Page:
In fact, there is an increasing amount of opposition among Americans of whatever political stripe, except Right-wing Christian Fundamentalism, to all the major Georgite policies, on the War, on the economy, on the environment, on global warming, on corruption, on the very nature of government and its functions.  Especially if the Georgites continue to steal elections, that opposition could become seriously organized, it could become seriously militant, it could become seriously dangerous to the continued existence of Georgite authoritarianism.  As Winston Churchill once said: “The power of the executive to cast a man into prison without formulating any charge known to the law, and particularly to deny him the judgment of his peers, is in the highest degree odious, and the foundation of all totalitarian government whether Nazi or Communist" (courtesy of International Clearinghouse, emailtom@coxnet, 7-12-06). And you thought that you weren't labelable as a "terrorist," didn't you? See you in the camps, folks. And that's what it's all about, Alfie.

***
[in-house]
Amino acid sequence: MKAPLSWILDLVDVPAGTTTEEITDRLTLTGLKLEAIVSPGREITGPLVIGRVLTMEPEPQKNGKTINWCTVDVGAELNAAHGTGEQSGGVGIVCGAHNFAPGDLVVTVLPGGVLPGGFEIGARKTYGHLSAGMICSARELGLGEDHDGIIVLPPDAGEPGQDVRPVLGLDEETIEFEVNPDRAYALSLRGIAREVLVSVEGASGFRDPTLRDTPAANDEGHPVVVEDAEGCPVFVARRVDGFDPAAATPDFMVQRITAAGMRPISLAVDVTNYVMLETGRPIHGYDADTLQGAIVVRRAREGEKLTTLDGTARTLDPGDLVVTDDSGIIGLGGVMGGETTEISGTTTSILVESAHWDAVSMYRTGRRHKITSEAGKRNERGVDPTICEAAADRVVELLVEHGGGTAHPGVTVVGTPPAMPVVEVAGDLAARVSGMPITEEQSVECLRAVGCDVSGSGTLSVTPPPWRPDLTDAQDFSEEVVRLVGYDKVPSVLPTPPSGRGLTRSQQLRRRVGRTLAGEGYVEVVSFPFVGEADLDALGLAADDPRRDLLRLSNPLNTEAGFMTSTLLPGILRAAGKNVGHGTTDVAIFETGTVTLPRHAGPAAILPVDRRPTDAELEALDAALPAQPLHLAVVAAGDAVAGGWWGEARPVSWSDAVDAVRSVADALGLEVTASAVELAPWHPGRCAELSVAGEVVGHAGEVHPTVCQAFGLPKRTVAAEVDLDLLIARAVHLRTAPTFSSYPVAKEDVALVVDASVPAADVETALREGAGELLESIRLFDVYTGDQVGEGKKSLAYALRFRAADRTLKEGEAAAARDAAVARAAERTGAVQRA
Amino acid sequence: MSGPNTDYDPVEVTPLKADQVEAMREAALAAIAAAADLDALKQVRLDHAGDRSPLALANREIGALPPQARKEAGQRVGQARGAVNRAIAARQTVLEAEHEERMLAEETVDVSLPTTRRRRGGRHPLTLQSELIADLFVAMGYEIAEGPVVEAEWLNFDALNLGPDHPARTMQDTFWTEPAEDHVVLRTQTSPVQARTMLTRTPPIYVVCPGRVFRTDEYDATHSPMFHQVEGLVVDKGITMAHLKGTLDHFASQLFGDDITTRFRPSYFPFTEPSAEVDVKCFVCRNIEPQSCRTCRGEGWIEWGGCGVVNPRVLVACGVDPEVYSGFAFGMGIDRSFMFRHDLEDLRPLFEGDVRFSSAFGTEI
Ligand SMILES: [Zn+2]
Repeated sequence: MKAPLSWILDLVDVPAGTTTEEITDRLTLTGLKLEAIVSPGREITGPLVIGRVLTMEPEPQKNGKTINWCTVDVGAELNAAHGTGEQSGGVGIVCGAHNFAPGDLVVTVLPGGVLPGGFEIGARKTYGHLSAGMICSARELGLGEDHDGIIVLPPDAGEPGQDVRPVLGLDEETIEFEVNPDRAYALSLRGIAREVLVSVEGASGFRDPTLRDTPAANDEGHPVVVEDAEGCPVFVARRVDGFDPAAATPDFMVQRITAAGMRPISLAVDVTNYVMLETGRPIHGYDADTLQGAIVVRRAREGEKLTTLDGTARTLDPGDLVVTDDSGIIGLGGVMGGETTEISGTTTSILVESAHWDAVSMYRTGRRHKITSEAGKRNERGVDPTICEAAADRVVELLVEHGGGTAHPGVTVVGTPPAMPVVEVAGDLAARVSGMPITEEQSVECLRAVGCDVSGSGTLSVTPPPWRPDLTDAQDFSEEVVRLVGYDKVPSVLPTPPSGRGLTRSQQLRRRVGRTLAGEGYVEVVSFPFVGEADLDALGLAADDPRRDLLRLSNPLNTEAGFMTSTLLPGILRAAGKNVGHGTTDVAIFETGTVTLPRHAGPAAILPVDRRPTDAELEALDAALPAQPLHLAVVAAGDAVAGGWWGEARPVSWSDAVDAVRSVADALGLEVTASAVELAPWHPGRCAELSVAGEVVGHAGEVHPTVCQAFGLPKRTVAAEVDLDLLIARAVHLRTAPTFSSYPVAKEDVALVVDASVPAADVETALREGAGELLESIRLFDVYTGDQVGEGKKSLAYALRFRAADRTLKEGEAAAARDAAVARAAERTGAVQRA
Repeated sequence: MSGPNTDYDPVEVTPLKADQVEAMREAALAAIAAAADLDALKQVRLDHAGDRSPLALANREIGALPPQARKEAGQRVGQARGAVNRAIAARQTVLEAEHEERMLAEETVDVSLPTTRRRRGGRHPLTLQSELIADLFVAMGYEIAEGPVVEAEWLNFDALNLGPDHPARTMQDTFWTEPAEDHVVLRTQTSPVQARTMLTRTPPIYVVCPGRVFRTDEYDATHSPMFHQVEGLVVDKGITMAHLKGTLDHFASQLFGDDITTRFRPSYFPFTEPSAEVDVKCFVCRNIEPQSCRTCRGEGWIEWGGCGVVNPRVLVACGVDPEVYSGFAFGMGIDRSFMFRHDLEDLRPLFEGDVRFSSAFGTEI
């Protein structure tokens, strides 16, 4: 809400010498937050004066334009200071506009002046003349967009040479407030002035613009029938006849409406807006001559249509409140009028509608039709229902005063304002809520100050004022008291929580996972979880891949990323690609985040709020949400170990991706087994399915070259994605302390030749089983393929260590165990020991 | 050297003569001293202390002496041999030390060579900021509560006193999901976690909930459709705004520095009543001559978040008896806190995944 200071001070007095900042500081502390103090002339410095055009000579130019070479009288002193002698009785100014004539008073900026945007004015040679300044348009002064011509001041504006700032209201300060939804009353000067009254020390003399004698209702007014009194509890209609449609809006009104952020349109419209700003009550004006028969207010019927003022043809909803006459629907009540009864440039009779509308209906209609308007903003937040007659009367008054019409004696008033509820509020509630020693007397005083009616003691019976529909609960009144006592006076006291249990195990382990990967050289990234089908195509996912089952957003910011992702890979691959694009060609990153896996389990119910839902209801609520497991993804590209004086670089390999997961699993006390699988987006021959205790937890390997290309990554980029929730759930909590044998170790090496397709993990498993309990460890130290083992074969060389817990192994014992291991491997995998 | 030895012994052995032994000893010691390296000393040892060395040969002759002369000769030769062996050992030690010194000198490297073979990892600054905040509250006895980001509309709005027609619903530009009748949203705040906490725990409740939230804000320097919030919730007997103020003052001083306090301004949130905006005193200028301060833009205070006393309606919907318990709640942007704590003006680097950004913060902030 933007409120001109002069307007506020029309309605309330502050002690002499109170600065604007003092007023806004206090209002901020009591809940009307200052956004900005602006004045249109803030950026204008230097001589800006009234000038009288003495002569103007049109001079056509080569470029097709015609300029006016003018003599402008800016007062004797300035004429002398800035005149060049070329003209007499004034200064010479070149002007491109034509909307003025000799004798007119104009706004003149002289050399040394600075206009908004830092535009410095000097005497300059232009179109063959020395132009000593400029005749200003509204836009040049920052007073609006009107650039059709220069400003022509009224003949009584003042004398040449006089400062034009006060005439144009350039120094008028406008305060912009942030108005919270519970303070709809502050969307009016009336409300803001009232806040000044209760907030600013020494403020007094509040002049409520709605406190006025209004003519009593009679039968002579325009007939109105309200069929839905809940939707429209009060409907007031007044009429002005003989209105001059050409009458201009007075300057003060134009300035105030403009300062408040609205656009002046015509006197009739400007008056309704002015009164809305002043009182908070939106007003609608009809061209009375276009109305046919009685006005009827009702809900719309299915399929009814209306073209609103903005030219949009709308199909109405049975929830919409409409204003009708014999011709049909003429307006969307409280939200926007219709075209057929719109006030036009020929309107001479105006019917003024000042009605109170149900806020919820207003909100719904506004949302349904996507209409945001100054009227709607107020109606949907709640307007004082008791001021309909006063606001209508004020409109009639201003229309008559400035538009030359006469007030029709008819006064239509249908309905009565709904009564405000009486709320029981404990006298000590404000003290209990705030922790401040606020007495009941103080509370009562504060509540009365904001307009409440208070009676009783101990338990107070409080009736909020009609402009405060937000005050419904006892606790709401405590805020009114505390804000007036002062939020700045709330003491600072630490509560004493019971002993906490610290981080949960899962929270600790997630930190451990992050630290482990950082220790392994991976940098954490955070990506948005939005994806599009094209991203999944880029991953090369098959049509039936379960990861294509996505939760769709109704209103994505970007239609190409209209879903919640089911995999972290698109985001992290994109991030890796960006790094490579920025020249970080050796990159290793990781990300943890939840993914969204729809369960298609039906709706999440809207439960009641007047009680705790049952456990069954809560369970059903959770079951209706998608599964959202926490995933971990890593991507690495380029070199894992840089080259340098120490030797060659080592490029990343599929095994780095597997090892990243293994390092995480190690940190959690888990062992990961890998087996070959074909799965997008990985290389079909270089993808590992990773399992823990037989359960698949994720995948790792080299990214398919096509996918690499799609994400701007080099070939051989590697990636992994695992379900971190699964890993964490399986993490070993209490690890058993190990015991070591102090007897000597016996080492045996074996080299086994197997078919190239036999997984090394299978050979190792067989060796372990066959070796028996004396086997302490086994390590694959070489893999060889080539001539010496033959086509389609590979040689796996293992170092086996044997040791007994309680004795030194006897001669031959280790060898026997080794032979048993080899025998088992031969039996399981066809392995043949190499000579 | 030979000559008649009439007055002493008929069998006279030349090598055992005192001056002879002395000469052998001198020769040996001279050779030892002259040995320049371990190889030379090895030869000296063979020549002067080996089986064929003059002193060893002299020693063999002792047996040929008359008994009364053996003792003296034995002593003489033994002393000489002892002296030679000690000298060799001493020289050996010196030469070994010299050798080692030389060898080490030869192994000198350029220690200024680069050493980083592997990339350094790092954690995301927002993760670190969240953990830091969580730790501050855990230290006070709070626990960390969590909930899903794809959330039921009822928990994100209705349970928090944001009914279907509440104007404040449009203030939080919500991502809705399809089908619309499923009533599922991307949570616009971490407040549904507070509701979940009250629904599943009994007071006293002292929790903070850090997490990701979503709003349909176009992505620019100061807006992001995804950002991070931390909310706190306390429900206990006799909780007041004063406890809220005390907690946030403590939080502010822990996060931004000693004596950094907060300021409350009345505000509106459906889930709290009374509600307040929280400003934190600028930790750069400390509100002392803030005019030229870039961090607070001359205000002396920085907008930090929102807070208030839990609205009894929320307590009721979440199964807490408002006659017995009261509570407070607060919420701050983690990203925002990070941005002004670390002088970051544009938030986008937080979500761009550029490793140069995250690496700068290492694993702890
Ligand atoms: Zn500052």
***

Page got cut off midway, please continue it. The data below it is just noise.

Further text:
Author’s note:  This column is based in part on a Comment of mine that appeared on BuzzFlash, on July 14, 2006, under the same title (http://www.buzzflash.com/jonas/06/07/jon06012.htm).